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The term “microbicide” refers to substances being studied that could be used in the vagina and/or rectum to reduce the risk of HIV infection via sexual exposure. Today, daily oral PrEP is the only HIV prevention tool for women that does not require partner negotiation at or around the time of sex. Access to PrEP is expanding, but more options are needed. Easy-to-use microbicides would fill an important HIV prevention need. They can be used discreetly and their effect is localized to the site of infection (the rectum or vagina) and not systemic (affecting the whole body), characteristics some people will prefer.

A range of microbicide strategies are under investigation, including gels, douches and the dapivirine vaginal ring, which is being considered for licensure. Developed by the International Partnership for Microbicides (IPM), the ring would be the first microbicide and the next prevention tool available since oral PrEP’s approval in 2012. For the latest developments in dapivirine ring research and plans for potential rollout, visit the dapivirine ring page on PrEP Watch.

Key Update

In this episode of Px Pulse, Zeda Rosenberg of IPM explains the latest findings and spells out how, when, where and if the ring might become an available tool. A trial participant and community leader in Uganda pulls back the curtain on the ups and downs of using the ring, and a Ugandan investigator with the REACH study explains the importance of this trial.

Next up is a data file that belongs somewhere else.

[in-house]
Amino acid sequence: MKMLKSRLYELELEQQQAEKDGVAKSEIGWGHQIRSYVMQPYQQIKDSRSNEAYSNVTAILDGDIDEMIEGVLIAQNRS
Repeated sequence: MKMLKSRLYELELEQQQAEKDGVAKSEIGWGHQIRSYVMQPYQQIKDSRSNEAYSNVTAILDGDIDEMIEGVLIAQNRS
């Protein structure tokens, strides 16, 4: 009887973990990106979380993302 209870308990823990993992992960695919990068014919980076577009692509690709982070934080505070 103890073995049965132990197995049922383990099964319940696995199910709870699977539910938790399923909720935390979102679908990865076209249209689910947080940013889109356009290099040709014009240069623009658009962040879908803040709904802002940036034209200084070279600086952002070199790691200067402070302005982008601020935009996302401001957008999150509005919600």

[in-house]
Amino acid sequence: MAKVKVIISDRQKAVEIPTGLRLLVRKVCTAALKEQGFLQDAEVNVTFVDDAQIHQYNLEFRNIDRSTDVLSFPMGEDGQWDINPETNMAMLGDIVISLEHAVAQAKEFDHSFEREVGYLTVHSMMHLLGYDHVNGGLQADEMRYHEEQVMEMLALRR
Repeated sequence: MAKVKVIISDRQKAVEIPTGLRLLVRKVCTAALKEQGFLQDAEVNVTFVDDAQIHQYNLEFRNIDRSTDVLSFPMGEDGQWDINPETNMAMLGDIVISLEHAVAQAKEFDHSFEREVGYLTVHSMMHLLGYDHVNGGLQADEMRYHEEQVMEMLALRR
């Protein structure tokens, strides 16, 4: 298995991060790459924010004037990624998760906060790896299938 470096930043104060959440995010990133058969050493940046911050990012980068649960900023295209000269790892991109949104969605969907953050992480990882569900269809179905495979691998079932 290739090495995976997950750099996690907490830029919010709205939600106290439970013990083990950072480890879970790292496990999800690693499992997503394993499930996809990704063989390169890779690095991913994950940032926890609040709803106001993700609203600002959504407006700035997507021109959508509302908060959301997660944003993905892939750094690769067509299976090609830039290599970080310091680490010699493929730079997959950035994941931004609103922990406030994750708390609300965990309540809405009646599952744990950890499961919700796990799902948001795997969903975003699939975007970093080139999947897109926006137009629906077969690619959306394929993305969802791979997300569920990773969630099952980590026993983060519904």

March 30, 2018
What We're Reading

Both drugs from single entity or combination films were able to provide sustained drug release in vivo. The combination film showed lower local tissue clearance for DPV and exhibited significantly increased plasma concentration for LNG as compared to the single entity film. This proof-of-concept study demonstrates the ability of this novel bioadhesive film platform to deliver LNG and DPV simultaneously as an MPT product for the prevention of HIV infection and unintended pregnancy.

December 18, 2019

Women expressed preferences for accessible, long-acting, partner-approved methods that prevent both HIV and pregnancy, can be used without partner knowledge, and have no impact on sex and few side effects. This review was limited by a lack of standardization of acceptability measures and study heterogeneity. This systematic review suggests that most LMIC women users have a positive view of the vaginal ring (VR) that increases with familiarity of use; and, that many would consider the VR an acceptable future delivery device for HIV prevention or other indications.

November 8, 2019
PLoS One
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